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What the Press Said About the Golden Globes: Tolerable and Painless

It’s been two years since we last had a traditional, televised Golden Globe ceremony, due to last year’s writers strike, which derailed the annual award show and turned it into a glorified press conference absent of any sort of celebrity or pomp. In the time since its last official iteration, critics and audiences seem to have gotten less and less patient with award shows, so the pressure was on for the Globes not to further the mounting alienation.

And it really didn’t. Critics seemed more or less unbothered by the three-hour show, acknowledging that the ceremony doesn’t try as hard as other award shows to cater to the audience at home. The Los Angeles Times award blog, the Envelope, noted this in detail: “No host, no opening monologue, no breakaway skits, no musical numbers, no huge, evocative, and ever-changing stagethe Golden Globes is a televised awards presentation that relies totally on the apparently worldwide desire to see movie and television stars wearing fancy clothes, making a few jokes, saying nice things about each other, and occasionally breaking down in tears.”

Fancy attire, it seems, doesn’t necessarily denote any formality. The New York Times television critic Alessandra Stanley noted, “the gowns were strapless and bejeweled, but the mood was business casual.” Stars took advantage of the laid-back atmosphere in different ways. Ricky Gervais drank a beer during his presentation; Colin Farrell chewed gum during his; and director Darren Aronofsky gave Mickey Rourke a one-finger salute for mocking him during his acceptance speech.

The colorful characters seemed to be the redeeming quality of the Golden Globes. Variety acknowledged the longstanding draw of the show, saying, “The Hollywood Foreign Press [Association] always manages to keep things interesting by virtue of their choices, which invariably yield a highly telegenic, star-laden broadcast.”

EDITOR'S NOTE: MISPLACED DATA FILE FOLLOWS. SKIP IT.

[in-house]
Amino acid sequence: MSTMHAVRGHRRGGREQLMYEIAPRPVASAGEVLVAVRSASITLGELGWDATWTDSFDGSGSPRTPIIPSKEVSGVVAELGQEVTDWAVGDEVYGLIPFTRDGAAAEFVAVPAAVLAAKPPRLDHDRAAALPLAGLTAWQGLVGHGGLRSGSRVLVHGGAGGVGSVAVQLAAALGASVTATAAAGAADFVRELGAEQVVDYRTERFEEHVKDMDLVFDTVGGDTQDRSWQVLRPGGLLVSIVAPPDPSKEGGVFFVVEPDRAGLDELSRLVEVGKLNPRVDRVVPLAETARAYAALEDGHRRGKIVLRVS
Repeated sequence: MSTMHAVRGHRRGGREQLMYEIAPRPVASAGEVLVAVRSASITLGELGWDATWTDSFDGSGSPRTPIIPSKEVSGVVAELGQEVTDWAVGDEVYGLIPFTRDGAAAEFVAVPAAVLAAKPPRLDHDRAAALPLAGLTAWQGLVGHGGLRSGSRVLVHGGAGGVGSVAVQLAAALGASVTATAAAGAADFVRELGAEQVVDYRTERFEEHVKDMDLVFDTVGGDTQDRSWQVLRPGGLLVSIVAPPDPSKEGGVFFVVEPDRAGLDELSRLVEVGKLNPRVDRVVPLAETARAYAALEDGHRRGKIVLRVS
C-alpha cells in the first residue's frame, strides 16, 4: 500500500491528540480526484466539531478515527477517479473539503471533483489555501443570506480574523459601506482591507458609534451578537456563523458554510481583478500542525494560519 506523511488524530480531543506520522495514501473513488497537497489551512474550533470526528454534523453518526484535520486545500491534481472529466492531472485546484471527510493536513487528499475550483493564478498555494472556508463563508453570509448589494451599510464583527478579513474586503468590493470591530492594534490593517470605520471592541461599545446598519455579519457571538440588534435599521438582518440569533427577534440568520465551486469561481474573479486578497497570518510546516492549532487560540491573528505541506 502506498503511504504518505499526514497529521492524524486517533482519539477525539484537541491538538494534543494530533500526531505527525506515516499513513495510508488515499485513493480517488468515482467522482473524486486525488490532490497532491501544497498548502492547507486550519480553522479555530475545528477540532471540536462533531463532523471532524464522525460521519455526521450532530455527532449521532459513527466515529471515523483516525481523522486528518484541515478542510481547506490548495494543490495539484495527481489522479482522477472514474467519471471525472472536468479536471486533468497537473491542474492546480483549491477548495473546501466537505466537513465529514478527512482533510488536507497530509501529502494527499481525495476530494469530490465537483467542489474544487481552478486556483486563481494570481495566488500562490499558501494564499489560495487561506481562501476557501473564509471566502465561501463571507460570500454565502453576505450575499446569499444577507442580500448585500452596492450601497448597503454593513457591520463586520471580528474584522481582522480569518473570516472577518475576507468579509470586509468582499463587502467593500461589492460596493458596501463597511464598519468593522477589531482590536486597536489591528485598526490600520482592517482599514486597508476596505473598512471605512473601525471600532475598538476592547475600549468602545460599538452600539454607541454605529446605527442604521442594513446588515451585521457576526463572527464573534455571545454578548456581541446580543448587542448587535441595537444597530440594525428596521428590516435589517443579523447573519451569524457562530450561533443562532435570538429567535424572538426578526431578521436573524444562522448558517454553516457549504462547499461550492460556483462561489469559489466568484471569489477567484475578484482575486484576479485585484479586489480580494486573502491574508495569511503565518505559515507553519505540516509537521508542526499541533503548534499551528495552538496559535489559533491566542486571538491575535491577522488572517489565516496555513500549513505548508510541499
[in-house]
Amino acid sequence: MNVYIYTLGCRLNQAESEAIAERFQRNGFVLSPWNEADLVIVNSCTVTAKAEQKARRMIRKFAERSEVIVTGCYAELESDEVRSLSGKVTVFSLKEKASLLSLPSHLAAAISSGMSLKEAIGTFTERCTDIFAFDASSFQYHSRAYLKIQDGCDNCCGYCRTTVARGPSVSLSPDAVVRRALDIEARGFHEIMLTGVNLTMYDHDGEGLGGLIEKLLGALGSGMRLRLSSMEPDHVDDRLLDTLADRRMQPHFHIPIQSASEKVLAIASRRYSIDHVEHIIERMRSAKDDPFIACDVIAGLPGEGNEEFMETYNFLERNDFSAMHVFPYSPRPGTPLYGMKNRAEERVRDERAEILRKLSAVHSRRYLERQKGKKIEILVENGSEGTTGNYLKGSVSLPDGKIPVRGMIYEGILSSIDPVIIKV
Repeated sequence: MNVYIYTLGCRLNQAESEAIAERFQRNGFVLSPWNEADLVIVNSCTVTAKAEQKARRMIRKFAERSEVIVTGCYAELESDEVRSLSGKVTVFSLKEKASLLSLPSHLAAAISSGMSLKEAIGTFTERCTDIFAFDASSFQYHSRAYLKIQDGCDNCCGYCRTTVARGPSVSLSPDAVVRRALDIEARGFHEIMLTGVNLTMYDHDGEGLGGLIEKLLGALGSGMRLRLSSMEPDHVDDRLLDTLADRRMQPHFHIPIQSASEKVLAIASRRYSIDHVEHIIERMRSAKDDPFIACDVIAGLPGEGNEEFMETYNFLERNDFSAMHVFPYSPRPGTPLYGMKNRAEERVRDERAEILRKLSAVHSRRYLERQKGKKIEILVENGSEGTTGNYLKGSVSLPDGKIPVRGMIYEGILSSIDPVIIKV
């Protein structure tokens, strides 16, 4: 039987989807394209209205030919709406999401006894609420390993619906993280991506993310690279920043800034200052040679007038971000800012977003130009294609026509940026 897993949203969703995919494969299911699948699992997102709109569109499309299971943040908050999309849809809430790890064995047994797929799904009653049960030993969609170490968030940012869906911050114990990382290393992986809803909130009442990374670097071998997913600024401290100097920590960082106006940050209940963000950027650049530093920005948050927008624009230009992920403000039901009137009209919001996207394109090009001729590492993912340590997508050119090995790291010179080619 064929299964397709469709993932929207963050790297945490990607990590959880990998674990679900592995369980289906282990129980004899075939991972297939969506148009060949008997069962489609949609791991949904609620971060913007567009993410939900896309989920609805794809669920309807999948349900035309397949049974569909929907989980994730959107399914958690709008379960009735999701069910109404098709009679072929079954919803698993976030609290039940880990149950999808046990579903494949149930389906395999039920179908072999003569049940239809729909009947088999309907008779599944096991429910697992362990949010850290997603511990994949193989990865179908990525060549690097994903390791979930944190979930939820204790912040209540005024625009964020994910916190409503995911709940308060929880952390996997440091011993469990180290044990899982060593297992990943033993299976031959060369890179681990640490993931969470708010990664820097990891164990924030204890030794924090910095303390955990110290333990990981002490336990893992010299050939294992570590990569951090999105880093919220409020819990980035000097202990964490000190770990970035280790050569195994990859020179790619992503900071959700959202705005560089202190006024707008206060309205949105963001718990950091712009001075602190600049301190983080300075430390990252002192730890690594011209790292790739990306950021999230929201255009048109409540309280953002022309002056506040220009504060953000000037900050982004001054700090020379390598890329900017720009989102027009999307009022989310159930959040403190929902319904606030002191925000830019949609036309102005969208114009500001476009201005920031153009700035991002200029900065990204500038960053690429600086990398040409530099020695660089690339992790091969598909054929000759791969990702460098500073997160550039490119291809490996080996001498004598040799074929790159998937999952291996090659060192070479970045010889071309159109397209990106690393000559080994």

A few things that didn’t interest anyone last night were mean-spirited humor and references to how the economy may soon hurt the film and television industries. Most news outlets—including The Chicago Tribune television critic Maureen Ryan—seemed as annoyed as the crowd at the Beverly Hilton Hotel with comedian Sacha Baron Cohen for his missteps as presenter, making light of the recession and mocking Madonna and Guy Ritchie. 

Pleasing critics and attendees, however, seems to have been an easier task than winning over the rest of the country. Early Nielson Media returns confirm last night’s outing delivered the second-worst ratings for the Golden Globes since 1995. Averaging just 14.6 million total viewers over three hours, the audience was obviously up from the paltry 6 million who tuned into last year’s abbreviated show but down significantly from 20 million in 2007.


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